In North Carolina Family Law cases, the North Carolina Rules of Evidence control what is and what is not admissible in court. The North Carolina Rules of Evidence establish certain requirements for evidence to be admissible at trial or hearing, but those Rules also exclude certain categories of evidence altogether. One key piece of evidence is generally inadmissible: evidence of settlement negotiations. Under Rule 408 of the North Carolina Rules of Evidence, settlement negotiations and offers for settlement are not admissible at trial.
The rationale behind the inadmissibility of settlement negotiations is clear that the Court wants parties to a lawsuit to negotiate freely and openly in hopes of resolving a case without fear that those negotiations be used against oneself at trial. As a matter of public policy, it is in the best interest of everyone, parties to a case, attorneys, and the Court, that a case settle without the need for trial. Settlements save State funds on Court costs and help relieve already over-burdened Courts, but it is also often better for parties to reach a mutual agreement rather than have the outcome of their case determined by a Judge. To entice settlement and encourage robust settlement negotiations, the North Carolina Rules of Evidence prohibit the admission of settlement discussions.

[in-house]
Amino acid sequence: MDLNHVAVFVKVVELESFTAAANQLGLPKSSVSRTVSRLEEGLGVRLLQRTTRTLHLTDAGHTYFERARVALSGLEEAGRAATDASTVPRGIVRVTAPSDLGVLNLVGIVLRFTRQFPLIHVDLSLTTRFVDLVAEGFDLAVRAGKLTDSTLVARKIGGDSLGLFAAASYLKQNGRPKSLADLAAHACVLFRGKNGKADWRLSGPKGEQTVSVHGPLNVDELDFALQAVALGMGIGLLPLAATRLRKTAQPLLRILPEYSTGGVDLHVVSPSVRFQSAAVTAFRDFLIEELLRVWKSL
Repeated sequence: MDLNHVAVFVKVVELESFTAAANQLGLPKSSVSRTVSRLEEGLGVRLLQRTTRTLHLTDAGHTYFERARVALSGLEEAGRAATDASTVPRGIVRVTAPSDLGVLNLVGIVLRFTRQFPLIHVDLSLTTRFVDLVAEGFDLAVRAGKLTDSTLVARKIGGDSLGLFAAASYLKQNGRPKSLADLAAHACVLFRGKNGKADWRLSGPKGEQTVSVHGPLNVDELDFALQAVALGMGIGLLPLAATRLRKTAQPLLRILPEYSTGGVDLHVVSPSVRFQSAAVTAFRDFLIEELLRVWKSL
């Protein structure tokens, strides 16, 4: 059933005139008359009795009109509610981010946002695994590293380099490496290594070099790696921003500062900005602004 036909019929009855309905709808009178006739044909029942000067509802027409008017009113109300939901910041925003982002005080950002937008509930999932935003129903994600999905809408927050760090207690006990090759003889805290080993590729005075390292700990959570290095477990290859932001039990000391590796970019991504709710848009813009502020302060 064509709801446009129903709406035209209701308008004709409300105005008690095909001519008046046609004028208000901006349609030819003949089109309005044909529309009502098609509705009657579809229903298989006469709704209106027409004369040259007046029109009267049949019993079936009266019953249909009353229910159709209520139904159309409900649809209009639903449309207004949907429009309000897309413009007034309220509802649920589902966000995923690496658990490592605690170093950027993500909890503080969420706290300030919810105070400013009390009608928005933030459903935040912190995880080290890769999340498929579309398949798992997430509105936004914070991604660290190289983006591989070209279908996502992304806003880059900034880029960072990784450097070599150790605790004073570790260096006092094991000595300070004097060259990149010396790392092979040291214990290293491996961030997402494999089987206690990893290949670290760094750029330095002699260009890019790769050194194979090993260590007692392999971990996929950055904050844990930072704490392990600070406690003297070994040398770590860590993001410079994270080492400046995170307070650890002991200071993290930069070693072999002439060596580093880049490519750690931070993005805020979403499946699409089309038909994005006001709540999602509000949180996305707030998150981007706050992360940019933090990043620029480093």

It is important to distinguish any settlement negotiations as such to make clear the inadmissibility of that offer. Inadmissible settlement negotiations typically consist of letters between attorneys or parties which contain specific offers or counter-offers for settlement. At Miller Bowles Cushing, we specifically title any such communications as “Settlement Offer – Not Admissible in Court” on the top of the page. Other inadmissible settlement negotiations are discussions at mediation or a Judicial Settlement Conference regarding settlement terms or the possibility of settlement. Any discussions or offers made at mediation or at a JSC are also inadmissible at hearing or trial.